When you look at any object or person, you do not see them instantaneously. If a person is 500 mm from you, the light you see has taken about 1.67 nanoseconds to impact your retina. The person is therefore 1.67 light-nanoseconds away from you. If you see an erupting volcano that is 1000 meters distant, the image seen by your eyes has a “distance” of 3.33 light-microseconds. Standing in Denver Colorado, Pike’s Peak (which is visible from Denver), is about 160 Km distant or 533 light-microseconds. Which has more meaning in terms of distance?—160 Kilometers or 533 light-microseconds? This is not really fair one might argue. As far as a person is concerned, this amount of time is instantaneous, and so it makes perfect sense to use distance and forget about the propagation speed of light.

When does a product of the speed of light and time begin to be a distance that makes some sense? There are a lot of choices:

Light-Second 300 Mm (Megameters)

Light-minute 18 Gm (Gigameters)

Light-hour 1.08 Tm (Terameters)

Light-day 25.92 Tm (Terameters)

Light-week 181.44 Tm (Terameters)

Light-month 725.76 Tm (Terameters)

Light-year 9.46 Pm (Petameters)

Light-Century 946 Pm (Petameters)

When the New Horizons probe was near Pluto, it took about four hours for the radio signal to propagate from the Earth to the spacecraft. It was not typically said that the probe was 4 light-hours from the Earth. Why not use light-hours if the conflation of light-speed and distance is so useful? A light second is a 3000 hour long (100 Km/hr) drive, or 3000 car-hours. It is also 7.5 times around the Earth. A light-minute is not enough distance to traverse from one planet to the next in our solar system. The light hour is  a distance from the  Sun to a point between Jupiter and Saturn. The light-day, light week and light month are all well short of our nearest star system, Alpha Centauri. A light century (which no one generally uses) is 100 light years. Betelgeuse is over six times this far, and it can be called a nearby star. The length across the Milky Way galaxy is about 100 000 to 180 000 light-years. Our closest galaxy is Andromeda and it is 2 500 000 light-years distant. The observable universe is about 91 000 000 000 light-years. It is hard to see that this single “unit,” the light-year, is really descriptive over the large dynamic range of the Universe. Enormous numbers cannot be visualized, but they can be categorized, which gives them more intrinsic relative meaning. The metric system is quite useful for accomplishing exactly that.

Furthermore, the light-year has a built-in assumption about what year is used. According to Wikipedia: “As defined by the International Astronomical Union (IAU), a light-year is the distance that light travels in vacuum in one Julian year.” My favorite engineering reference for unit definition has this entry:

Buzzed-Light-YearThe options given for a light year length are:

Anomalistic Light Year: 9.460 980 Petameters

Julian Light Year: 9.460 730 Petameters

Siderial Light Year: 9.460 895 Petameters

Tropical Light Year: 9.460 528 Petameters

There are two questions that in my view are rather separate: 1) How far away is an object based on a linear measurement? 2) How long does it take an electromagnetic wave to get from there to here (or vice-versa)? Astronomers might argue that the light-year is really the best description in their view, but when one looks at a star there is no way to really grasp the amount of time or distance. They all look very similar. The first question one probably wants to know is: “how far is that star?” rather than “how long does an electromagnetic wave take to arrive?”

ShimmerThere is another apparent problem. Suppose I were to ask: what is the radius of the Sun? One might immediately say it is 696 000 Kilometers, but I could also argue that it’s about 100 000 light-years, or 1000 light-centuries in extent! Light does not always travel at 300 000 meters/second, it can travel slower than this value when a dielectric medium is present, such as plastic, glass or gas. It takes a photon about 100 000 years to make its way from the Sun’s center to its surface. The photon also loses energy (changes frequency) as it works its way through stellar plasma, but light is a general term for an electromagnetic wave, and its frequency is not specified by astronomers. They just say “light,” so if a photon is just one millimeter inside of the event horizon of a black hole, would its distance to any other body in the universe, in light years, be infinite?—or even possess an imaginary distance?  Is this a legitimate use of a light-year as a “measurement unit?” Well, no, it is not. Astronomers define a light-year in a vacuum, but Wikipedia also calls it an informal unit and claims it is a length, and should not be confused with time—even though time is in the name of the “unit.” The light-year reminds me of Saturday Night Live’s Shimmer Floor Wax, it’s both a floor wax and a dessert topping. Some astronomers have been less than enthusiastic about the light-year as a “unit.” According to Wikipedia:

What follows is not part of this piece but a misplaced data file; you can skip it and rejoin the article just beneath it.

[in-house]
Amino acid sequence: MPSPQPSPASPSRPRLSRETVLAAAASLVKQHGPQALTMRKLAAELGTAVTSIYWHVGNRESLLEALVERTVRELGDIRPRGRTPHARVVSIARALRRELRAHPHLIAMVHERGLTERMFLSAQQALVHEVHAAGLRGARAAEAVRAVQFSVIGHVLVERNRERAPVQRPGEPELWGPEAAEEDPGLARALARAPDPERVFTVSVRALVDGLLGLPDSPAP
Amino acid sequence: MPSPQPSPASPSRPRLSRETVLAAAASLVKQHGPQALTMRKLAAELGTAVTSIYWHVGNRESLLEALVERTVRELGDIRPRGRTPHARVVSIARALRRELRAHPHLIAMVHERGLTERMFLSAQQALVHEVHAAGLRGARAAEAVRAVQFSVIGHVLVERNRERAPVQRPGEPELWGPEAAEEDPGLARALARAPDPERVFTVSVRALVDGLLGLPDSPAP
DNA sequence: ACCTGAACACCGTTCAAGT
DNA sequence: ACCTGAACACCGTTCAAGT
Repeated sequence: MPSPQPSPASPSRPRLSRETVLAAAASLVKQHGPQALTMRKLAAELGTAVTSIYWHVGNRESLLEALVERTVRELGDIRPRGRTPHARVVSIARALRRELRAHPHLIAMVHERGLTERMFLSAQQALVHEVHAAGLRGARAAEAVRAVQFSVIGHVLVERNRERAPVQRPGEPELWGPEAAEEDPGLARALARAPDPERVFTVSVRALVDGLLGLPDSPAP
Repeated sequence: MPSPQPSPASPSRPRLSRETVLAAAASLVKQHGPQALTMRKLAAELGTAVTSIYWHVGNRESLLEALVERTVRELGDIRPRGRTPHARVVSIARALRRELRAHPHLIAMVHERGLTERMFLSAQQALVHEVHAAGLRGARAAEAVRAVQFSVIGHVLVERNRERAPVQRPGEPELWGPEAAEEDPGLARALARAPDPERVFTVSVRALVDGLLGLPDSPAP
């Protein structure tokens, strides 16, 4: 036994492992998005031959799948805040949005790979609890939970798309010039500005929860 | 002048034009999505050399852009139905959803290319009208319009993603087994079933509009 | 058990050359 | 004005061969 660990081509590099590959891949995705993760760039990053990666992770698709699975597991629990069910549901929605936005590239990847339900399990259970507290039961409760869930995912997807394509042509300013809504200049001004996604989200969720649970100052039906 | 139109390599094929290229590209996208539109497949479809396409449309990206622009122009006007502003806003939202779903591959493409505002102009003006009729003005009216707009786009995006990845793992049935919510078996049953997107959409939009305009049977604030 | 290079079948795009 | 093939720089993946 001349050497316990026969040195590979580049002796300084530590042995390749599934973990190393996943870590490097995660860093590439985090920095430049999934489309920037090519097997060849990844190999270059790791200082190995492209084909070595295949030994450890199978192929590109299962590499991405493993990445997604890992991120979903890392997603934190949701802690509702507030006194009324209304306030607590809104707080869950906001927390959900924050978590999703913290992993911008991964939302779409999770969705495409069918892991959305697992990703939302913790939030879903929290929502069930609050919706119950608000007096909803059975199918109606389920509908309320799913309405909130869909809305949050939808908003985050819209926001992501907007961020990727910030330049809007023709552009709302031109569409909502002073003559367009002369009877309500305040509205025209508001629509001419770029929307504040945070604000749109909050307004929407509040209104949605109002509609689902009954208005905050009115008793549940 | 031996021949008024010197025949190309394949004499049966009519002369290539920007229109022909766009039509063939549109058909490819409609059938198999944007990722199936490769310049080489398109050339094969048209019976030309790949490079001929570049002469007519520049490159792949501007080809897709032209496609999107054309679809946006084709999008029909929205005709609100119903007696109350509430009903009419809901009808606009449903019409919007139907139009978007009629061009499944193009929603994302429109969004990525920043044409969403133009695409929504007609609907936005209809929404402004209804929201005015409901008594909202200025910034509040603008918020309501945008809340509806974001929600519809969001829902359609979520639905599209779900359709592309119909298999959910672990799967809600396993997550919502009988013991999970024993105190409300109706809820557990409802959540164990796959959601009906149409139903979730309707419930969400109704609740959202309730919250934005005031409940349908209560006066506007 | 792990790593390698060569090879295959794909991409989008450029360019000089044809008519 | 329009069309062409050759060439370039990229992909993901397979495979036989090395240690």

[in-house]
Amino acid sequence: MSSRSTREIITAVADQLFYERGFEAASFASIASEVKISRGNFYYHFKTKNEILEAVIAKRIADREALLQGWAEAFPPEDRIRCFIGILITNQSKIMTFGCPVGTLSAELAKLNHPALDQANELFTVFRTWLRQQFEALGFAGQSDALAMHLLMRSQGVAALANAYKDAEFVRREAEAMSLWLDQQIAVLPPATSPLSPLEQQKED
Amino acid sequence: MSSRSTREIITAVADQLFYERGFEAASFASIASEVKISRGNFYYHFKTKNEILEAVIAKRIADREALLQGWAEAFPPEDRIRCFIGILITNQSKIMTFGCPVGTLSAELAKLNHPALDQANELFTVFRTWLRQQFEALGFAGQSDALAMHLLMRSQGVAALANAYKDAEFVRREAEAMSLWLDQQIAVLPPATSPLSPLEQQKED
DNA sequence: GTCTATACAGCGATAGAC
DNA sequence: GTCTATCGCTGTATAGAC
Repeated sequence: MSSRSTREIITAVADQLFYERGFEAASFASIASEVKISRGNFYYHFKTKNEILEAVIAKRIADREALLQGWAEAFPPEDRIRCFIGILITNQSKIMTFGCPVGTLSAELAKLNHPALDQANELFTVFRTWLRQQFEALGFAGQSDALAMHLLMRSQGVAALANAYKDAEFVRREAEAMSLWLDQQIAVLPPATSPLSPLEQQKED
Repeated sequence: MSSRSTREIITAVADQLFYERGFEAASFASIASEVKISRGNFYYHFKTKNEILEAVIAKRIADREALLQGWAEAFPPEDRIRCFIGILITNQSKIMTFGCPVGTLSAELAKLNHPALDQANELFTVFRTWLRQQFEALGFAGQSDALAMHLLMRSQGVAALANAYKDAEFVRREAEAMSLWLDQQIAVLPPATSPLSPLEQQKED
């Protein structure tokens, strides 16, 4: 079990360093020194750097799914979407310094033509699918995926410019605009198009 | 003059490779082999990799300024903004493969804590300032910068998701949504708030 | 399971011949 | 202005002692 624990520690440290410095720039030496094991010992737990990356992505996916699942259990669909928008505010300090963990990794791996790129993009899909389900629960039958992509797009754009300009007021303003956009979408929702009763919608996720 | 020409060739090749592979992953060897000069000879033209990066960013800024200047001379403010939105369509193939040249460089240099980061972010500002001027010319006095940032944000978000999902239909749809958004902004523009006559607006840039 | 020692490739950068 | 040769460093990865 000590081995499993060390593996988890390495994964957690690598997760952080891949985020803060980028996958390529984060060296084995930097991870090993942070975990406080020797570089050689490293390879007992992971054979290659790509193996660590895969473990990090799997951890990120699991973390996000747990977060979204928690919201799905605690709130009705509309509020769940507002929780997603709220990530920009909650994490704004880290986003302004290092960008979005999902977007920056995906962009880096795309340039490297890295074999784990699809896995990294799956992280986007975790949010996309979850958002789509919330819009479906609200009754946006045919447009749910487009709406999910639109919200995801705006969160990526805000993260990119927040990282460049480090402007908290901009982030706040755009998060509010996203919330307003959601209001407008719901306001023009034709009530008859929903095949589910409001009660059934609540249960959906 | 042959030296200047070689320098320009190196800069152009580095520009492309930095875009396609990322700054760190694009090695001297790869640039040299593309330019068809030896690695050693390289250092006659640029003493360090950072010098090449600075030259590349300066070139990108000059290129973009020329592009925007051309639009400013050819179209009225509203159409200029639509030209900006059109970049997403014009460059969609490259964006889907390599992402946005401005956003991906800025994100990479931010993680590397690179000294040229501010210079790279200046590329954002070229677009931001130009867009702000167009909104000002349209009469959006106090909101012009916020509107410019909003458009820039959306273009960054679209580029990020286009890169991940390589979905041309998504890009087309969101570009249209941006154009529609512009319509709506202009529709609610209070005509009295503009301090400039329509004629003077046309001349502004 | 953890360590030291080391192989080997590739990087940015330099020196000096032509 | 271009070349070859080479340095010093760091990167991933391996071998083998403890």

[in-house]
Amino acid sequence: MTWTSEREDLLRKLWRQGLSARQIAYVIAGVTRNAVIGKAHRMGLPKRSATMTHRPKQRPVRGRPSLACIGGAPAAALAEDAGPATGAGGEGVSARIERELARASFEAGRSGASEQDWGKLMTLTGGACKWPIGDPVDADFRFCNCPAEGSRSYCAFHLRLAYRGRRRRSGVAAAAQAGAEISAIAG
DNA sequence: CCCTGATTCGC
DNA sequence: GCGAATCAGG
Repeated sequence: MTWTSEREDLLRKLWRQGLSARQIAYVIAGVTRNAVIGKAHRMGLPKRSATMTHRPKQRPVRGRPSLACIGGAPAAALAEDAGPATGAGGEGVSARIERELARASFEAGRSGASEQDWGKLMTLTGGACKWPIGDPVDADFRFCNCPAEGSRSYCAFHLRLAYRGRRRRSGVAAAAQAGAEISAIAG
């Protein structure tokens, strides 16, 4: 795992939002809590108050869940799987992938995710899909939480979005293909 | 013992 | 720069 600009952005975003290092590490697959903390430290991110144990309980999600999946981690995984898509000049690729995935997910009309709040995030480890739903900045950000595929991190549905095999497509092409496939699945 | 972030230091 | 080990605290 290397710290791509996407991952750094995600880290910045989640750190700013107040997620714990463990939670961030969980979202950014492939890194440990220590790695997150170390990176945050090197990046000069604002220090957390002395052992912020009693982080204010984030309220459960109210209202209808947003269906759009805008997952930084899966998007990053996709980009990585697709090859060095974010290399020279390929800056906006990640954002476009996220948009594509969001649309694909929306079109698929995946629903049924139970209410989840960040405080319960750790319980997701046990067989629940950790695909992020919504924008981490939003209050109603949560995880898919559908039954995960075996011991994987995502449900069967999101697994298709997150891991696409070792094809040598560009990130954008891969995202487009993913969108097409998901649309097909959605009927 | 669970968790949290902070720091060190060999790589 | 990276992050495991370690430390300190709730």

The light-year unit appeared, however, in 1851 in a German popular astronomical article by Otto Ule.[18] The paradox of a distance unit name ending on year was explained by Ule by comparing it to a hiking road hour (Wegstunde). A contemporary German popular astronomical book also noticed that light-year is an odd name.[19] In 1868 an English journal labelled the light-year as a unit used by the Germans.[20] Eddington called the light-year an inconvenient and irrelevant unit, which had sometimes crept from popular use into technical investigations.[21]

Astronomers define a light year as the distance light travels in a year in a vacuum; but there is another unit which is defined as the distance light travels in a given amount of time in a vacuum. It is the meter, and it’s the base linear measurement value of the metric system. The meter does not have any unit of time in its name, and so it would alleviate the time confusion immediately. Astronomers who might not be familiar with this unit can convert it to 3.33564 light-nanoseconds for clarity. The metric system also has a unique unit of time, the second. One can use metric prefixes with it to describe intervals of time. It’s about time, it’s about space, but only one at a time, unless it’s a relative place.

Postscript: And Then There Were Two? I have been informed that Myanmar has quietly continued to pursue metrication: